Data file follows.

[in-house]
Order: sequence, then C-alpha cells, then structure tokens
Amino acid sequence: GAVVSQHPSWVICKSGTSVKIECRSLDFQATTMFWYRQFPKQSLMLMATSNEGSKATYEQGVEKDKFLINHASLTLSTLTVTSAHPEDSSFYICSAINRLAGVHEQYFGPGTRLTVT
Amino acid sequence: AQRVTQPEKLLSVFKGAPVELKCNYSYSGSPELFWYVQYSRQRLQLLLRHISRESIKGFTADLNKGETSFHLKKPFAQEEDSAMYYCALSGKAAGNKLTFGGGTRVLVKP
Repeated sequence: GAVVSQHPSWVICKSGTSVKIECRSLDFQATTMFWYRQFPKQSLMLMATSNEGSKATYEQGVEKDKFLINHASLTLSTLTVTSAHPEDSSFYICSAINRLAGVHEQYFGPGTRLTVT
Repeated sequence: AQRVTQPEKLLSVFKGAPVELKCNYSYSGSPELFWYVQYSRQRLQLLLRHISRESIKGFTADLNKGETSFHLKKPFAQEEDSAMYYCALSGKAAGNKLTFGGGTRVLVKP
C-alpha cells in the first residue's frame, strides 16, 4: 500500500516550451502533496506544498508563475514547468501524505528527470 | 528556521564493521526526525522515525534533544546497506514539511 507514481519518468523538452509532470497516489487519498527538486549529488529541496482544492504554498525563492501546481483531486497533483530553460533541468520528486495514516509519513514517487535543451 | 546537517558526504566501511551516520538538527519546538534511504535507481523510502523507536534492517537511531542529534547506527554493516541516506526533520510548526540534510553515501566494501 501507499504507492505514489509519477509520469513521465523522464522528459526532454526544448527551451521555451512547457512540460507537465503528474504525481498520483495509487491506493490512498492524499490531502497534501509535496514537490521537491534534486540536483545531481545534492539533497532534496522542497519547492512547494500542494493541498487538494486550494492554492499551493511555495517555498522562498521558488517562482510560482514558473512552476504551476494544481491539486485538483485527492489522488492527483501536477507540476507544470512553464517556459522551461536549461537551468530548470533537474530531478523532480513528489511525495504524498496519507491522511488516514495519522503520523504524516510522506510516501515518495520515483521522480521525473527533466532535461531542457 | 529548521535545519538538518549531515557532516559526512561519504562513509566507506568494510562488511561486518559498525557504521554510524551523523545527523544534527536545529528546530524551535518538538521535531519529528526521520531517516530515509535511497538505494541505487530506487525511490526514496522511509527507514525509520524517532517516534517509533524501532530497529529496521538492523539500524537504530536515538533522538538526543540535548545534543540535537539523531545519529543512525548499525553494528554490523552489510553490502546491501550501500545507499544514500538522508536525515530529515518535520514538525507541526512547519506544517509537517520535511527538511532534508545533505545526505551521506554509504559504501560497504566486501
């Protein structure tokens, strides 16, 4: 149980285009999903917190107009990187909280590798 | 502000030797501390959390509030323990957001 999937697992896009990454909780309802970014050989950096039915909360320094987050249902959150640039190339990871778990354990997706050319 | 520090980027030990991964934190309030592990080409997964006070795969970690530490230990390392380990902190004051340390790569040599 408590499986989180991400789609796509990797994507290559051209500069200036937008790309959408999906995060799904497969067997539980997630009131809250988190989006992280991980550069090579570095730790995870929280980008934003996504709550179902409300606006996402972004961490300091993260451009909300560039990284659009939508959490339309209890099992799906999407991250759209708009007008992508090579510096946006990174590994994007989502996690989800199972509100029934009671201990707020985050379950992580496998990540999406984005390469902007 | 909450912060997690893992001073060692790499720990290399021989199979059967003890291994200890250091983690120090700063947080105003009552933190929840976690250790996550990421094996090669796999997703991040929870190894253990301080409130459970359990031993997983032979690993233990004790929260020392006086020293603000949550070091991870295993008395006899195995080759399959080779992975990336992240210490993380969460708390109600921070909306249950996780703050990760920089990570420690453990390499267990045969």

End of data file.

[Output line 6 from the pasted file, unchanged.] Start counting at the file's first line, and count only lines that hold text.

Repeated sequence: AQRVTQPEKLLSVFKGAPVELKCNYSYSGSPELFWYVQYSRQRLQLLLRHISRESIKGFTADLNKGETSFHLKKPFAQEEDSAMYYCALSGKAAGNKLTFGGGTRVLVKP